by: Chester McConnell, WCCA
Several government agencies and private organizations have formed the Whooping Crane Tracking Partnership (WCTP) to determine, more specifically, the migration path and activities of whooping cranes that migrate between Aransas National Wildlife Refuge, Texas and Wood Buffalo National Park, Canada. The WCTP trapped whooping cranes, made health checks and collected blood and other biological samples. Then they placed on each crane a Global Positioning System with Platform Transmitting Terminals device as a way to identify migration pathways for the Aransas-Wood Buffalo whooping cranes. WCTP recently released a report covering the 2011 breeding season and fall migration.
The WCTP gathered detailed information concerning where 23 whooping cranes spent time at and the length of time they remained at various locations during the 2011 breeding season and fall migration. Highlight from the report described one adult crane nesting during the summer 2011 but was observed without young during fall migration. Tracking data showed one 1-year- crane spending the summer in southern Saskatchewan and northern North Dakota.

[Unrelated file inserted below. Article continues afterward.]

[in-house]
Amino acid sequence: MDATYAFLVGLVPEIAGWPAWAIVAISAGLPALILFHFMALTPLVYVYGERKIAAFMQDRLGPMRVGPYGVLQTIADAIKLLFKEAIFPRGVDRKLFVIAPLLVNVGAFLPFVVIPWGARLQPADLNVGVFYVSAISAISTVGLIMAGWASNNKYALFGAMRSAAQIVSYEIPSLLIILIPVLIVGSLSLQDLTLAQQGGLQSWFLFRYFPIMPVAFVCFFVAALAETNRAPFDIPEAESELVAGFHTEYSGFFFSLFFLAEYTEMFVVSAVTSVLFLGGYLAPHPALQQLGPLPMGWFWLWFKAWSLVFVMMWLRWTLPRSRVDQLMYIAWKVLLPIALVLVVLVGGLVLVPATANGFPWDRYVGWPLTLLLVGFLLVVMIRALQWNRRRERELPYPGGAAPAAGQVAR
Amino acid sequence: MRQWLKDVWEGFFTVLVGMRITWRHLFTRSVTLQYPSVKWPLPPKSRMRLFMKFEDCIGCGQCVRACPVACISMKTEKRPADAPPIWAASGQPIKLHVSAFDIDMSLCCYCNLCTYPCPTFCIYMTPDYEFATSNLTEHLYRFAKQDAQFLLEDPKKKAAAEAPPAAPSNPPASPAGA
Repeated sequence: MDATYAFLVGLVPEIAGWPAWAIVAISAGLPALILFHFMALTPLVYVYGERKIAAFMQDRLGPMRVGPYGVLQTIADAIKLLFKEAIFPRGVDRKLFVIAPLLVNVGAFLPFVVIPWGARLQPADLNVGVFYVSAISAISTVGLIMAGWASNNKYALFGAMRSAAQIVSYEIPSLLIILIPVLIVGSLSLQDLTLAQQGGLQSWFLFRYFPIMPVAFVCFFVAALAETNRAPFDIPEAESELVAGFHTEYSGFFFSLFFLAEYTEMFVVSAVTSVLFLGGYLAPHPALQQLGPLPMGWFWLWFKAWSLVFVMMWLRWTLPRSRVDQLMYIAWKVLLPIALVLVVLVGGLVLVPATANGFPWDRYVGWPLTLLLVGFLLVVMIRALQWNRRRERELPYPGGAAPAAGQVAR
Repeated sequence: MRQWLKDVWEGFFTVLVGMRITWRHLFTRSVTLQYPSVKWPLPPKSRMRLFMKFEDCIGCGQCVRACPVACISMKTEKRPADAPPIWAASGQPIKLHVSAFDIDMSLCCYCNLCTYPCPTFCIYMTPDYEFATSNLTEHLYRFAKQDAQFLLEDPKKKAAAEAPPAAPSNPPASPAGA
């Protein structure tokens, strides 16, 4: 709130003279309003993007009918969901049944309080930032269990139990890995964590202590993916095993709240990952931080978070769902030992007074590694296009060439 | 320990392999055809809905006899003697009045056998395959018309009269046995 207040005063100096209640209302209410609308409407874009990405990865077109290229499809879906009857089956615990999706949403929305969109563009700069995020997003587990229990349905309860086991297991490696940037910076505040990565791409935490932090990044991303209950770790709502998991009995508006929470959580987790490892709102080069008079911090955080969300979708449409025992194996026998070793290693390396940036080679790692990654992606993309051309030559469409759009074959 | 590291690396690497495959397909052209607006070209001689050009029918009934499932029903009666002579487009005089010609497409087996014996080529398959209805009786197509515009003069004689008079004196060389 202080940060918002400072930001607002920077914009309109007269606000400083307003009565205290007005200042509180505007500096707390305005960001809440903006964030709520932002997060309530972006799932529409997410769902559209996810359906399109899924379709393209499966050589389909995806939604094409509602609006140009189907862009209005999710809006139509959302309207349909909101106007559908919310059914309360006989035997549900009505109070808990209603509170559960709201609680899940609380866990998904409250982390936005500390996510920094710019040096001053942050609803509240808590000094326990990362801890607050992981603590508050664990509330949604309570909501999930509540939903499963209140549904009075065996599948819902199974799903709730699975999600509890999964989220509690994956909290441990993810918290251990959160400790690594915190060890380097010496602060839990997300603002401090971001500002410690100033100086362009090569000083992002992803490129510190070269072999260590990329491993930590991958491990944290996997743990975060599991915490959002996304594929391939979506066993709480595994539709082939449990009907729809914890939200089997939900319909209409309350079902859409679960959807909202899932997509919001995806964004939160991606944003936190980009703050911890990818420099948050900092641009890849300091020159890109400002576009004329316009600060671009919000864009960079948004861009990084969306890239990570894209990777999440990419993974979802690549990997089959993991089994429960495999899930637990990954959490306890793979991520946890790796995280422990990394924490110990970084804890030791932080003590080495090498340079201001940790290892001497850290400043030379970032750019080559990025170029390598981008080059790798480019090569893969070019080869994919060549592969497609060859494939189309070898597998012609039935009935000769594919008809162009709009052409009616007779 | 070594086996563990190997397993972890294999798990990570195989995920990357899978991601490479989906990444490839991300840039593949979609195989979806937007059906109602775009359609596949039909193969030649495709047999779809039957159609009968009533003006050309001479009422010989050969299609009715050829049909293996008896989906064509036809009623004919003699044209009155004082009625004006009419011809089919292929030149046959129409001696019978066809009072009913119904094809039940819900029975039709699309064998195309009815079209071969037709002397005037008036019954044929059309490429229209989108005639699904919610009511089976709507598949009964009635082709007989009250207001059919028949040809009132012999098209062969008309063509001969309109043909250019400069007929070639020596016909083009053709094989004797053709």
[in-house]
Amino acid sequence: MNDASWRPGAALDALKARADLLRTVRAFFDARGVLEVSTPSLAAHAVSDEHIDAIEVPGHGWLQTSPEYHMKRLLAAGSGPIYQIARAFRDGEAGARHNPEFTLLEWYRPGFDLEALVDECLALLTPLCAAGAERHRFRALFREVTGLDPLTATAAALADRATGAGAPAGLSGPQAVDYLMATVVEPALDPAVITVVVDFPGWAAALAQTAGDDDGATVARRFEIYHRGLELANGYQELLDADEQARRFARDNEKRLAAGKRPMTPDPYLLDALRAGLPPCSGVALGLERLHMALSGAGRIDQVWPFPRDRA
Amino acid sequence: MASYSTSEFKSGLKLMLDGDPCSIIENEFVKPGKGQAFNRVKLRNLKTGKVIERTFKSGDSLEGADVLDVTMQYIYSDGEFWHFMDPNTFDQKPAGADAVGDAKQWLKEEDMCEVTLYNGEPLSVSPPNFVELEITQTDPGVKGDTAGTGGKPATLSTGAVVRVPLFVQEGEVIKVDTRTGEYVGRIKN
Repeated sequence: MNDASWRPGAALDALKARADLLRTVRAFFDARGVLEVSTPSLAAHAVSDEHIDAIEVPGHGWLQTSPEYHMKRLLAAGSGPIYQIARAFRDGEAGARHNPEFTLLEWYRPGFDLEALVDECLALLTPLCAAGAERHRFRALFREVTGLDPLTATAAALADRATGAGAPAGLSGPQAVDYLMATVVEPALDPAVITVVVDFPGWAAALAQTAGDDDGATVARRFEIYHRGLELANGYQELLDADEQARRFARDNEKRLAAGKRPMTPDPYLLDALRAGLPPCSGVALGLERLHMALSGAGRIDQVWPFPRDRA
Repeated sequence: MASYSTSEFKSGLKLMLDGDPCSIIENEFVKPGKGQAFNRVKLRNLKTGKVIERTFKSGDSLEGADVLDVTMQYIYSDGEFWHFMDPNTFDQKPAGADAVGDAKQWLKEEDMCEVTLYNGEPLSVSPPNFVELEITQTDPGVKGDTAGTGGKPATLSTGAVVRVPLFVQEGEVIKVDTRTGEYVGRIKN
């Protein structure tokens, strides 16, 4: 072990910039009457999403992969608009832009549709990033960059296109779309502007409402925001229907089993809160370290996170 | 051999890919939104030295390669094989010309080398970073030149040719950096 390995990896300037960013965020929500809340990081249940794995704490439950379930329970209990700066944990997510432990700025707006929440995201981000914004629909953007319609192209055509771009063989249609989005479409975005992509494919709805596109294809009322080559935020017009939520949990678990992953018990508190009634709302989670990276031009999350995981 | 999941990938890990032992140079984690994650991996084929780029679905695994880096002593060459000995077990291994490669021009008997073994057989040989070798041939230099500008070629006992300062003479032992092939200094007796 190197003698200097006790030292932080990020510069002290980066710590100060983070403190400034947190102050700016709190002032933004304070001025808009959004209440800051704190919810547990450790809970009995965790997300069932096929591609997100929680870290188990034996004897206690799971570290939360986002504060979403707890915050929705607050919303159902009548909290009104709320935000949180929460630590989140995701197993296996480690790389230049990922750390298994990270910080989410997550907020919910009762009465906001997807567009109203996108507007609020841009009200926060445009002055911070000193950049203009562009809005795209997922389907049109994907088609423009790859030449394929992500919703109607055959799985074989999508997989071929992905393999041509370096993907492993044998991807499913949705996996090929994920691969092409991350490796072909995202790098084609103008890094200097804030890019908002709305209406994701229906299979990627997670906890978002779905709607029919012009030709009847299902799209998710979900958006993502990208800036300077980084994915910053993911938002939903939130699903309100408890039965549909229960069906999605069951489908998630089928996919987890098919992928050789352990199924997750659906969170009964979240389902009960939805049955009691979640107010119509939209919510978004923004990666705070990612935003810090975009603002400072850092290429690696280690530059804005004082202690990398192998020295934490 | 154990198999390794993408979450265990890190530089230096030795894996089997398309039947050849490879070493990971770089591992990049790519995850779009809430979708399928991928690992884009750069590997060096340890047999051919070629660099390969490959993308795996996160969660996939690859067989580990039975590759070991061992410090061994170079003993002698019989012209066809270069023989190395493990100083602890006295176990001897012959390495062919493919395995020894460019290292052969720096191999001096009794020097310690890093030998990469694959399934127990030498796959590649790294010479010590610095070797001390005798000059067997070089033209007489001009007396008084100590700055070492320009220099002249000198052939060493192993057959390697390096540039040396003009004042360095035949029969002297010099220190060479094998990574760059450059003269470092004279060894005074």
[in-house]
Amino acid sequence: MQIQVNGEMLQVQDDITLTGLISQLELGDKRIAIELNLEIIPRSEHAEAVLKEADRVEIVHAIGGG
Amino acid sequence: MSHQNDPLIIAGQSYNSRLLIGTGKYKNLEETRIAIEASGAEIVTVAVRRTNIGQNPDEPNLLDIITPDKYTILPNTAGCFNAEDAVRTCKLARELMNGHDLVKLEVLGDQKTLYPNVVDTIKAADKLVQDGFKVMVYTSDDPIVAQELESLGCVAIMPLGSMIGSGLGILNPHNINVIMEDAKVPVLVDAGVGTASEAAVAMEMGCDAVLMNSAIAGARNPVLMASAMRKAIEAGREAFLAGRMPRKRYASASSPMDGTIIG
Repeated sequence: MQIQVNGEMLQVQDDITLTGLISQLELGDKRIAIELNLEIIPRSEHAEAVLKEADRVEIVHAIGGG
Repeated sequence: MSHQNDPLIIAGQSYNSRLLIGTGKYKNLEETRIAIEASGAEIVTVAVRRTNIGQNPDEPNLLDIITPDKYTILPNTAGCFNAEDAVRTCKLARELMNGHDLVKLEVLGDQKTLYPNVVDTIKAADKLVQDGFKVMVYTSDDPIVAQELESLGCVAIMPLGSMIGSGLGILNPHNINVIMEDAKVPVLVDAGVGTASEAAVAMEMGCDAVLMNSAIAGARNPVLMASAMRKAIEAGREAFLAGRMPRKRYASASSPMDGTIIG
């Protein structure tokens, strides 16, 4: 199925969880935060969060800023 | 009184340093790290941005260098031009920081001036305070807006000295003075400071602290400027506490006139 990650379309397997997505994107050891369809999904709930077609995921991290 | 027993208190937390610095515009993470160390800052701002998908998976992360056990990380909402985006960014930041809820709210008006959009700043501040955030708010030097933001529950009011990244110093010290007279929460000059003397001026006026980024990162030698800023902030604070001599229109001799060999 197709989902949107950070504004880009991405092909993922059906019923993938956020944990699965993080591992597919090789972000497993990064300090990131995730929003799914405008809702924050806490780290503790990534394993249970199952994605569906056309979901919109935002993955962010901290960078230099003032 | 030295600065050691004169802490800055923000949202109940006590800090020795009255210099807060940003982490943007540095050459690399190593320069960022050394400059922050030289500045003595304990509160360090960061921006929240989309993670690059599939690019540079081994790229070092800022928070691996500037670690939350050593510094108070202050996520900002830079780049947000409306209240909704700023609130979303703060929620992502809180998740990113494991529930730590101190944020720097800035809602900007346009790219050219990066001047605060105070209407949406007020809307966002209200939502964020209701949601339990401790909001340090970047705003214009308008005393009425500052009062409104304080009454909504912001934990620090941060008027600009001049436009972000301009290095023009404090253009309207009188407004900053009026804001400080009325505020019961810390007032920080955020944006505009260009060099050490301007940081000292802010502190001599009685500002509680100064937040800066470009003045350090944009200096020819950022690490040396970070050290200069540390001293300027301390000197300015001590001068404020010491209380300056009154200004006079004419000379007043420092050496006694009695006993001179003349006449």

Migration travel time between the Wood Buffalo summer nesting area in Canada and the wintering habitat at Aransas, Texas varied for different whooping cranes. Some of the 23 cranes with GPS were migrating during a 79 day period. The first cranes began migration on September 10 and all cranes that completed migration arrived on the Texas coast by November 27.
Mortality during migration is important to understand. The WCTP confirmed one mortality of the 23 GPS whooping cranes during migration. This was a juvenile crane that died in early November. WCTP plans future trapping efforts for August 2012 at Wood Buffalo National Park and during winter at Aransas National Wildlife Refuge. Hopefully the study will help to better understand whooping cranes and management needs. The report includes much interesting information.
The entire WCTP report with a map can be read by clicking on the following link: http://www.cranetrust.org/wp-content/uploads/2012/06/Whooping-Crane-Tracking-Partnership-2011-breeding-and-fall-update.pdf